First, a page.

Get Albanian Identities: Myth and History PDF

February 14, 2018 | Anthropology | By admin | 0 Comments

By Stephanie Schwandner-Sievers, Bernd J. Fischer

ISBN-10: 0253215706

ISBN-13: 9780253215703

''... a pioneering attempt in English-language experiences on Albania.'' -- Nicholas C. Pano

Albanian heritage is permeated by way of myths and legendary narratives that frequently serve political reasons, from the depiction of the mythical ''founder of the nation,'' Skanderbeg, to the exploits of the KLA within the contemporary Kosovo warfare. The essays in Albanian Identities, via a multinational, multidisciplinary group of students and non-academic experts, deconstruct universal political or historiographical myths approximately Albania's previous and current, bringing to gentle the ways that Albanian myths have served to justify and direct violence, buttress political strength, and foster inner solidarity. Albanian Identities demonstrates the facility of myths to at the present time, as they underpin political and social tactics in crisis-ridden, post-totalitarian Albania.

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7 Bourdieu ends up rehearsing all the usual economizing arguments. When people act in ways that seem economically irrational, this is only because the values they are maximizing are not material. “Practice never ceases to con- Current Directions in Exchange Theory 29 form to economic calculation even when it gives every appearance of disinterestedness by departing from the logic of interested calculation (in the narrow sense) and playing for stakes that are non-material and not easily quantified” (1977:177) Therefore we must extend economic calculation to all the goods, material and symbolic, without distinction, that present themselves as rare and worthy of being sought after in a particular social formation—which may be ‘fair words’ or smiles, handshakes or shrugs, complements or attention, challenges or insults, honour or honours, powers or pleasures, gossip or scientific information, distinction or distinctions, etc.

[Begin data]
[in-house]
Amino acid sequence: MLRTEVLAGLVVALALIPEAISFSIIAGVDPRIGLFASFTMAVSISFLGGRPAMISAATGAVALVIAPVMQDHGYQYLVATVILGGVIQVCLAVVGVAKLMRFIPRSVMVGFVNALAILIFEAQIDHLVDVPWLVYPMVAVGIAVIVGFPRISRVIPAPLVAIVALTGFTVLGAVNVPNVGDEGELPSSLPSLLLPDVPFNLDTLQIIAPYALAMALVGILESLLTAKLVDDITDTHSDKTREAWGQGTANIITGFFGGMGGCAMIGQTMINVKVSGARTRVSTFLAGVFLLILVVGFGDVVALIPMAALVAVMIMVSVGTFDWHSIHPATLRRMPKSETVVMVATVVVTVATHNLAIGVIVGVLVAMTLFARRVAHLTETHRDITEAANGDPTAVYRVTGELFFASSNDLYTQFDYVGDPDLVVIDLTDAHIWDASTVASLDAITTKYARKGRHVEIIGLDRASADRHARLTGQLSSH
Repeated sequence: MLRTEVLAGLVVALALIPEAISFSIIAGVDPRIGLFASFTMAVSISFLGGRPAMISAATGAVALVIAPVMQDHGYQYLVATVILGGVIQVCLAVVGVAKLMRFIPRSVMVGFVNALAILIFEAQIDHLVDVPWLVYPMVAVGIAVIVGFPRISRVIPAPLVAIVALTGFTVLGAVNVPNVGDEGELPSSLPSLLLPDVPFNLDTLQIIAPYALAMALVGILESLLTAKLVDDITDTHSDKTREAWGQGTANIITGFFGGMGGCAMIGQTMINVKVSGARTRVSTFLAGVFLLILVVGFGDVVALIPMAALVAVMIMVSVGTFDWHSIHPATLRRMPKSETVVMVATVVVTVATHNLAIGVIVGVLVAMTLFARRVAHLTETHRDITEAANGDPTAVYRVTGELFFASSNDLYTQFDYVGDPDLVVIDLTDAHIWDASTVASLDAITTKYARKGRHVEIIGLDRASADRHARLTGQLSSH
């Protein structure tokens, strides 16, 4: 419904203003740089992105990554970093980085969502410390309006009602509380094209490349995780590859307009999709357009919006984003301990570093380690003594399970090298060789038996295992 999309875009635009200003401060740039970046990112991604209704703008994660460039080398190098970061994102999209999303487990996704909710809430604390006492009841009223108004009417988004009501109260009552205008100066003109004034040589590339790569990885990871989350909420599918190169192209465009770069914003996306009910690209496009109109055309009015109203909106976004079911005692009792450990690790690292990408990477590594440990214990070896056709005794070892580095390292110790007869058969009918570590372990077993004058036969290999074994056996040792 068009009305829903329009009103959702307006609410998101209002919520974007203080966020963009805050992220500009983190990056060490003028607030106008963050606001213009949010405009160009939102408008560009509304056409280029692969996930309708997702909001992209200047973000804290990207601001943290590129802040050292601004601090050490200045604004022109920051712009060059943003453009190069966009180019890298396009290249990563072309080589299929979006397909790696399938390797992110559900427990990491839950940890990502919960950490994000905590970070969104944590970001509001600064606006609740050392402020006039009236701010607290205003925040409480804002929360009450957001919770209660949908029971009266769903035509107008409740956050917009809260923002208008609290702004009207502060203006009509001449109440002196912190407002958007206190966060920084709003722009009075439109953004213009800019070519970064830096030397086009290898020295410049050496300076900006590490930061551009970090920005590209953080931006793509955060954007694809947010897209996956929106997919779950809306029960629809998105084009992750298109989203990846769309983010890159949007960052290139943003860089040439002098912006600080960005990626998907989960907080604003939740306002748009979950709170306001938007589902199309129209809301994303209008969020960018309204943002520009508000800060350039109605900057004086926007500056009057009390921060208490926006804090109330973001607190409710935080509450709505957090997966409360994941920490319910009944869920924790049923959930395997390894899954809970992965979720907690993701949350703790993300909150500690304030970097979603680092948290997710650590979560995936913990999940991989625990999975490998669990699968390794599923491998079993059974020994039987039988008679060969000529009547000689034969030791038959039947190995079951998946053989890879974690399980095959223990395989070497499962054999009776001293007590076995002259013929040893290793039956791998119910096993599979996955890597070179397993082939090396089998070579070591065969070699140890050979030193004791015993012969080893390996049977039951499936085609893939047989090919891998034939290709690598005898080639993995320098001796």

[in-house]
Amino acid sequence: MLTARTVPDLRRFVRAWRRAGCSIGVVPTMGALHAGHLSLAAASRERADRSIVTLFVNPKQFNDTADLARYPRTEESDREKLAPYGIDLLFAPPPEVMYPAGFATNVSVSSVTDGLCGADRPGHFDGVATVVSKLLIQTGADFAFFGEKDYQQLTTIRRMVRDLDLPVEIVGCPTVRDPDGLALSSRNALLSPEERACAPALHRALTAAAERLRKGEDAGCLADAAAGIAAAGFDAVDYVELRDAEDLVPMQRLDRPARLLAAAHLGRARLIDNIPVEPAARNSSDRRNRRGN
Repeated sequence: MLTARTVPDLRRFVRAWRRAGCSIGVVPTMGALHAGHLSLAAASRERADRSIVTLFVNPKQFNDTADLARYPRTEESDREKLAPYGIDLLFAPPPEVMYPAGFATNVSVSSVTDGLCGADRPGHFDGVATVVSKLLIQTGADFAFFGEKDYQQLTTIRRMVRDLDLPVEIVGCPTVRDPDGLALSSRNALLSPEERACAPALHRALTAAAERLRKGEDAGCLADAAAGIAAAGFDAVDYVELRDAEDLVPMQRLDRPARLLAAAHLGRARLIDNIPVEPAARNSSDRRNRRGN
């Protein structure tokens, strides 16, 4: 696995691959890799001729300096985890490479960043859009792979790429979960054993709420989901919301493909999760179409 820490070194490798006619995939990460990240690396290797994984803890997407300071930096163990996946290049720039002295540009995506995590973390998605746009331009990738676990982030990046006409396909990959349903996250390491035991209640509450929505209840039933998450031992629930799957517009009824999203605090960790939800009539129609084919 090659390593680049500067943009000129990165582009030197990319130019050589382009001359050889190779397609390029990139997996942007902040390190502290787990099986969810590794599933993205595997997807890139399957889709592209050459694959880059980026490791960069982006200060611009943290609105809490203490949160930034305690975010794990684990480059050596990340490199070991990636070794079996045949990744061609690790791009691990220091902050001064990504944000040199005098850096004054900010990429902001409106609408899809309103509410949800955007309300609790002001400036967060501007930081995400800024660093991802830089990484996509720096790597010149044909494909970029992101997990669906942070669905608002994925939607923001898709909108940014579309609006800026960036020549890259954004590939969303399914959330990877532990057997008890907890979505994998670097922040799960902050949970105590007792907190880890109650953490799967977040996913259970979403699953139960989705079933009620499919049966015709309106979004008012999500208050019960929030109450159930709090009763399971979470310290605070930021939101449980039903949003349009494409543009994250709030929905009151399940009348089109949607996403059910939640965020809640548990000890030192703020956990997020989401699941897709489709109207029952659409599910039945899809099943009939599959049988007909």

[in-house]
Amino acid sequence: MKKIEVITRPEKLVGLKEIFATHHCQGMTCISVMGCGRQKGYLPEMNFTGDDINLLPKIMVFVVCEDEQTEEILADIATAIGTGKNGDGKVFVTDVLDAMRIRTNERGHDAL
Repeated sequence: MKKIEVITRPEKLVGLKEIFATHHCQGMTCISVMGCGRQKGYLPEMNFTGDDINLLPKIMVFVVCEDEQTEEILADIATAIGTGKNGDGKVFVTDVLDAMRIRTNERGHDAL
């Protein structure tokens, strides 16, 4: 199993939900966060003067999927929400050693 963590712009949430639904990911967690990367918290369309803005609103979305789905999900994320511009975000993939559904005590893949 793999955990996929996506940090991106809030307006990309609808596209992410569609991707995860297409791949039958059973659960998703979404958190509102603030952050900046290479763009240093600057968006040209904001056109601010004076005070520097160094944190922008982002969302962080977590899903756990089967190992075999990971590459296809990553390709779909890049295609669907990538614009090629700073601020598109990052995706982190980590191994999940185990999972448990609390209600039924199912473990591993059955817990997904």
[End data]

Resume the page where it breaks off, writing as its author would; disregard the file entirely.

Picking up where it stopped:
For all, however, the ultimate point was the same: to delineate some kind of logically coherent system, which meant moving away from individual action—and, in doing so, left the empty space into which economistic theories were always trying to crawl. By the early ‘80s, there was a general consensus that this was the great problem of the day: how to come up with a “dynamic” theory of structuralism, one that could account for the vagaries of human action, creativity, and change. The way it was usually phrased was as a matter of moving from langue to parole, from language (“the code” of meaning, however conceived) to speech.

Either way, it means that the first step in analysis is to identify some totality. The Dumontians call their project one of “comparing wholes,” by which they mean not so much symbolic systems as societies taken as totalities structured around certain key values. ”) Note how even in Dumont’s original analysis of India, the use of the term value covers quite a range. 17 The claim is that both are ultimately “ideas-values” that can be analyzed in Saussurean terms, as part of an overall system of meaning.

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Albanian Identities: Myth and History by Stephanie Schwandner-Sievers, Bernd J. Fischer

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